Wednesday, December 17, 2008

Shortest days

I know you do not need me to tell you that all the religions in world history have some kind of rebirth/light thing this time of year. There, I told you anyway.

When I was a child, the shortest days meant waiting for the school bus in the dark & getting home from school barely before dusk. & that was only if you did not have detention. Or whatever might put you on the 'late bus'.

Now shortest days means more time outside, in the sun. Most of the year, the sun is too much for me & my lily white skin. I have been an avid consumer of SPF45 ever since I moved to New Jersey (it was not that the ozone layer is thinner there, but that I was more up-close-&-personal with suntan victims circa 1990; I still have nightmares), but I manage to get at least one sunburn every year. This time of year, though, it is never as bad.

Perhaps there is something to that whole earth moving around the sun in an elliptical orbit, etc. Anyhow, the sun is not as strong & does not last as long & mostly that is OKay with me.

There are only a few downsides (for me, remember this is about me). The horses get very confused about when they should be fed. I try to keep it to every 12 hours, but that means that one of these will be in the dark. They stand at the back gate waiting for me to get out there every night for at least an hour. There is no convincing them that sundown is not dinnertime.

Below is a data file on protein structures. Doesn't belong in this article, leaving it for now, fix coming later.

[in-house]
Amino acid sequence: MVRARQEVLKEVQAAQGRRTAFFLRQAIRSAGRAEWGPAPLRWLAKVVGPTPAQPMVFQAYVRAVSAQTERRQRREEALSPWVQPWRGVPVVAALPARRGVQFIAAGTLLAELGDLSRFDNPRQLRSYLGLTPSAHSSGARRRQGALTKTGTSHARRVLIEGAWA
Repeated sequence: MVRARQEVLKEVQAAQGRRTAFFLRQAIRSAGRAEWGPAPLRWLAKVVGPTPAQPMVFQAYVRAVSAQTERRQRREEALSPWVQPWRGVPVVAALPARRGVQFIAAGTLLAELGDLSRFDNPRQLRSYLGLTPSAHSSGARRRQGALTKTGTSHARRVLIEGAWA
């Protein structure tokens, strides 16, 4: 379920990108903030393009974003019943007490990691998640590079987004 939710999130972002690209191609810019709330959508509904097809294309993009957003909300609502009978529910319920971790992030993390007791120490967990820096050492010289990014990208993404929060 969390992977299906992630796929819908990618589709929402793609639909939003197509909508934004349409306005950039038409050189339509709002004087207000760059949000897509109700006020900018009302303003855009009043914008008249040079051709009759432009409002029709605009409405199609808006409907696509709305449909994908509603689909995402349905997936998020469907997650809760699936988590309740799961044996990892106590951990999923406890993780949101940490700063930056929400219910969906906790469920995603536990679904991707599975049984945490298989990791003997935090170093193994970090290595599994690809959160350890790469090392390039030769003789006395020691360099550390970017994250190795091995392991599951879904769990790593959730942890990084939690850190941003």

Also, the chickens stop laying, or at least slow down. Sometimes they will start up again by New Years, but somehow I do not think this will be one of those years. I will be lucky to see eggs by March.

I consider these more-than-fair trades for the real upside to these shortest days down south: A is happier. He is the last person to admit those long dark days bummed him out, but they did. Here it is rare for him to leave before dawn (although not uncommon for him to return after sunset). He has breakfast every morning in a room with wall-to-wall windows on three sides & there is no doubt it is a better start to his day.

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